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A column about Jewish things.

Chanukah is Judaism at its least demanding and most comfortable. We light beautiful candles––two-thirds of American Jews do so at least once––and put them in windows, spin dreidels, sing songs, eat chocolate coins and potato pancakes and jelly doughnuts. Also, gifts are given, which practice has a goyishe genesis, but it’s at any rate (in the non-Orthodox Jewish world) as characteristic of the season as its analogue in a certain other holiday this time of year.

Why all this? Maccabees I relates that the Seleucid King Antiochus attempted a uniform paganization of his empire. The Israelite temple was desecrated, the study and observance of the Torah became capital crimes. Matthias was a zealous father of zealous sons, and when the king’s officers implored him to obey the king in return for honor and riches, Matthias raised his voice and said, “I and my family will not stray right or left from the laws of our fathers. Heaven forbid that we should turn from the instruction of the Lord, nullifying His covenant with us.” As he finished speaking, a Jew with deficient filial piety offered a sacrifice according to Antiochus’s wishes. Matthias killed the faithless Hebrew and the king’s officer—“Thus was he zealous for the instruction of the Lord”—and retreated with the righteous remnant of Israel into the hills. They were molested by the king’s soldiers and were offered generous terms of surrender: Obey Antiochus and live. They risked joining God in death rather than leaving him in life. After months of guerrilla resistance, Matthias’s son Judah gathered his men for a great battle, prayed, and recaptured Jerusalem. Judah rededicated the Temple and proclaimed a festival, and all Israel rejoiced.

The Maccabees not only defeated a homogenizing empire, but also discredited their brethren hoping to accede to the peaceful suicide offered by Antiochus. When the Maccabees returned to the Temple, they found enough oil to light the menorah, the Temple’s candelabra, for only one night. But the oil lasted eight days. The relit menorah kindled a bonfire of Israel’s vanities, during which the Maccabees’ idolatrous countrymen were forcibly reconverted or executed.

If my back-of-the-envelope sociology is correct, two groups of American Jews celebrate Chanukah for almost entirely different reasons. Orthodox Jews mostly know the full story of Chanukah just rehearsed. They’re under no illusions about its radically anti-assimilationist character. They find joy in Chanukah in large part because of what a revered teacher of mine calls Chanukah’s religious maximalism. The passionate members of any community are rarely most worried about enemies, who pay the community the dubious compliment of hating it. They’re most worried about (heartbroken by, frustrated with) the half-in/half-out, who nominally identify with the community and even live according to some of its precepts. Precisely because these participate incompletely, they put a kosher stamp on foreign practices.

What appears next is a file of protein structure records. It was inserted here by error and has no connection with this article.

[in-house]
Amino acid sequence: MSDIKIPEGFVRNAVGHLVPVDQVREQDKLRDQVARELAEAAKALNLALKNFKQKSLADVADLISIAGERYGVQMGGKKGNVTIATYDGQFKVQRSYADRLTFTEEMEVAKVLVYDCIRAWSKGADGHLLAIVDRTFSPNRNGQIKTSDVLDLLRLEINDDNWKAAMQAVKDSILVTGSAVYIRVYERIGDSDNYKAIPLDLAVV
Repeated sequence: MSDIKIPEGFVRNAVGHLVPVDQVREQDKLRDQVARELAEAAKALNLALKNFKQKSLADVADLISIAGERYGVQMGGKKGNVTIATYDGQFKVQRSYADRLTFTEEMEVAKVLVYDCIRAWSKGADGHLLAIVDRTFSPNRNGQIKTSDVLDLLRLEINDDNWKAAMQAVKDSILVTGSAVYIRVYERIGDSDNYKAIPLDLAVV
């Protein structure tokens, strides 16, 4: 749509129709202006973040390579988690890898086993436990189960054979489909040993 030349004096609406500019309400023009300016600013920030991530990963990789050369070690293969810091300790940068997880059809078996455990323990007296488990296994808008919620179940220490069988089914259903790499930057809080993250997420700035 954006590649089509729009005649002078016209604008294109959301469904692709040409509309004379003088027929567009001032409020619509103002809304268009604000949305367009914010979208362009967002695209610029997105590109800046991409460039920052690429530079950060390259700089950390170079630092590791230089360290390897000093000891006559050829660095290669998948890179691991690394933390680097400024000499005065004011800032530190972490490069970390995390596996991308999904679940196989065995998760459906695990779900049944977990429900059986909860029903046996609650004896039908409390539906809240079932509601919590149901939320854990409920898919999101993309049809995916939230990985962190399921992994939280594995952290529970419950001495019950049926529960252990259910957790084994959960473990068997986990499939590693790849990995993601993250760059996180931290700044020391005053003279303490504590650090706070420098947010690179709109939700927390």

Many non-Orthodox American Jews, in my experience, mostly find joy in Chanukah because the Jews defeated a mighty oppressor. Victimhood is a prized status. Chanukah is a weeklong reprieve from the awkwardness of humanity’s oldest national victim occupying the West Bank while running the world’s most advanced military. Like Passover—the other most celebrated Jewish holiday in America—Chanukah is about the weak winning freedom and justice from the strong. The liberal Jewish love for Chanukah is consistent with the animating principle of Tikkun Olam—repairing the world. Jews in America have always been zealously concerned for the downtrodden at home and abroad.

But this special Jewish burning for justice will die out if decoupled from Jewish particularism. There is a bitter irony in American Chanukah, with presents imported from Christmas given to commemorate the ancient Jewish soul’s purification from gentile practices. Many non-Orthodox Jews in America live everyday life in imitation of the Irish and the Italians and the Polish and the Germans in America: white, middle-class, politically unexceptional, with a heritage preserved only by anglicized surnames. This voluntary decline is Jewry’s greatest shame. In fifty years—a single lifetime and change after the defeat of Nazi Germany and the founding of Israel—the American bourgeoisie will have absorbed most of liberal American Jewry, deleting the very trait that has made Jews such fierce and outstanding liberals.

That is, unless we Orthodox choose to leave our comfortable insularity, and persuade our brothers and sisters all over the country that the Lord has not forgotten about them, and still hopes for great things from all of us. Or unless anti-Semitism exiles Jews from the right universities, firms, banks, clubs, schools, and neighborhoods—and the answer to “Why do we remain Jews?” suddenly becomes, “because we have no choice.”

Or unless a child sees the candles of these eight bright nights illumine a window overlooking some languid suburban street, and hears the story of the brave men and women who despised the opulence, the honors, the sensuality, the comfortable indecisiveness of a world of many gods in favor of their Father in Heaven—and decides to become a new (albeit very different) Judah the Maccabee.

Cole S. Aronson studies at Yeshivat Har Etzion in the Judean hills.

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Photo by Scott via Creative Commons. Image cropped. 

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